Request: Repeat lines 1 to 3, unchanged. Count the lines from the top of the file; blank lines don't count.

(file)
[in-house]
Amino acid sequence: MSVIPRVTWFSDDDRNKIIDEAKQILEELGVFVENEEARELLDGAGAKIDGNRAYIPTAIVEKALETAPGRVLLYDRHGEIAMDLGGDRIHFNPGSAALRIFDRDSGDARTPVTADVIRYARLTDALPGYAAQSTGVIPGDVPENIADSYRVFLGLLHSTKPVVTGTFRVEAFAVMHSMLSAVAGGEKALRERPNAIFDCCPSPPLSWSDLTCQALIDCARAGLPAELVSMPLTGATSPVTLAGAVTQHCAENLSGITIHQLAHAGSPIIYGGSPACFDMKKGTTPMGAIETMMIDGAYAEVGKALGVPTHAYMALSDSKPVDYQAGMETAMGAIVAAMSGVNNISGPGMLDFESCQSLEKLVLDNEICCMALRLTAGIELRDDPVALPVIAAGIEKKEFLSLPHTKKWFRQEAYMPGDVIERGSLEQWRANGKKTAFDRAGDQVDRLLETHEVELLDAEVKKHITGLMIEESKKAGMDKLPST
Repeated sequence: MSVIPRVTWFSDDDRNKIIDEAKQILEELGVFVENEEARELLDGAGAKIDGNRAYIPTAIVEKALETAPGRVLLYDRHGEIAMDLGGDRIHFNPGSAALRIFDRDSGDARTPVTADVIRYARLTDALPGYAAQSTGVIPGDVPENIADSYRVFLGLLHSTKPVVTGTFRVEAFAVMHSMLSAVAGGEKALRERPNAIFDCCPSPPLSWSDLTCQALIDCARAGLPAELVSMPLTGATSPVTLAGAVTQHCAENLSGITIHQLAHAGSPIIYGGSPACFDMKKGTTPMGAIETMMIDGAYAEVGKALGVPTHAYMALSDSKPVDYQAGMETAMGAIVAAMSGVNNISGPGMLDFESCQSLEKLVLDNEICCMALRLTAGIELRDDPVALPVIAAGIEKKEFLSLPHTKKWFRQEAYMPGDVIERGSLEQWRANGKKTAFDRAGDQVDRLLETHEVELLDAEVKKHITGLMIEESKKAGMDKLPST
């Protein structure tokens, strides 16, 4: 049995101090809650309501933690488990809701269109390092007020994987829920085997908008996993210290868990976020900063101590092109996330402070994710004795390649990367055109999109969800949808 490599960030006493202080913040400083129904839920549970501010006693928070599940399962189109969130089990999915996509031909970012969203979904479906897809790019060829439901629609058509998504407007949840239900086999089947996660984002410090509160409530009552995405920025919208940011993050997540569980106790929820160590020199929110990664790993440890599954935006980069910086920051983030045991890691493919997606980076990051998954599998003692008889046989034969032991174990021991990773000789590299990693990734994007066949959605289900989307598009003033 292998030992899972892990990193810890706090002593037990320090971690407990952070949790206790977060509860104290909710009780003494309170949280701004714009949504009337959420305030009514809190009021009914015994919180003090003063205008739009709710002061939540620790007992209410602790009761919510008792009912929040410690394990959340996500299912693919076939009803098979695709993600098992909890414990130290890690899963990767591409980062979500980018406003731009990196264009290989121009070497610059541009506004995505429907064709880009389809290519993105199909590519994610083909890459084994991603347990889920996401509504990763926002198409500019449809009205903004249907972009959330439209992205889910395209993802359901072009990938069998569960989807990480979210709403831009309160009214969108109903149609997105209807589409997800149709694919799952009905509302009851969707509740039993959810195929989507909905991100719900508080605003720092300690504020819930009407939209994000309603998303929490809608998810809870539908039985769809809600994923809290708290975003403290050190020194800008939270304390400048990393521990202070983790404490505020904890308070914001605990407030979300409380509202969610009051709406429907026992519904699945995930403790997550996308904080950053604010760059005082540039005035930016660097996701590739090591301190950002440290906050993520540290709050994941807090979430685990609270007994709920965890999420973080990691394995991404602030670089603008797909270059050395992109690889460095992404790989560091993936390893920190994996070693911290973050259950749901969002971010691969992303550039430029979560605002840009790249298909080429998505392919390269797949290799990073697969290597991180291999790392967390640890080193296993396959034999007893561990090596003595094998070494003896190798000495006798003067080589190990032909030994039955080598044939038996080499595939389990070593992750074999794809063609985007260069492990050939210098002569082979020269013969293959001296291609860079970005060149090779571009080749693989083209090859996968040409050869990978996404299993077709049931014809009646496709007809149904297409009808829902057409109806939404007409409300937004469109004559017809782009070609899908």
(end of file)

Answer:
[in-house]
Amino acid sequence: MSVIPRVTWFSDDDRNKIIDEAKQILEELGVFVENEEARELLDGAGAKIDGNRAYIPTAIVEKALETAPGRVLLYDRHGEIAMDLGGDRIHFNPGSAALRIFDRDSGDARTPVTADVIRYARLTDALPGYAAQSTGVIPGDVPENIADSYRVFLGLLHSTKPVVTGTFRVEAFAVMHSMLSAVAGGEKALRERPNAIFDCCPSPPLSWSDLTCQALIDCARAGLPAELVSMPLTGATSPVTLAGAVTQHCAENLSGITIHQLAHAGSPIIYGGSPACFDMKKGTTPMGAIETMMIDGAYAEVGKALGVPTHAYMALSDSKPVDYQAGMETAMGAIVAAMSGVNNISGPGMLDFESCQSLEKLVLDNEICCMALRLTAGIELRDDPVALPVIAAGIEKKEFLSLPHTKKWFRQEAYMPGDVIERGSLEQWRANGKKTAFDRAGDQVDRLLETHEVELLDAEVKKHITGLMIEESKKAGMDKLPST
Repeated sequence: MSVIPRVTWFSDDDRNKIIDEAKQILEELGVFVENEEARELLDGAGAKIDGNRAYIPTAIVEKALETAPGRVLLYDRHGEIAMDLGGDRIHFNPGSAALRIFDRDSGDARTPVTADVIRYARLTDALPGYAAQSTGVIPGDVPENIADSYRVFLGLLHSTKPVVTGTFRVEAFAVMHSMLSAVAGGEKALRERPNAIFDCCPSPPLSWSDLTCQALIDCARAGLPAELVSMPLTGATSPVTLAGAVTQHCAENLSGITIHQLAHAGSPIIYGGSPACFDMKKGTTPMGAIETMMIDGAYAEVGKALGVPTHAYMALSDSKPVDYQAGMETAMGAIVAAMSGVNNISGPGMLDFESCQSLEKLVLDNEICCMALRLTAGIELRDDPVALPVIAAGIEKKEFLSLPHTKKWFRQEAYMPGDVIERGSLEQWRANGKKTAFDRAGDQVDRLLETHEVELLDAEVKKHITGLMIEESKKAGMDKLPST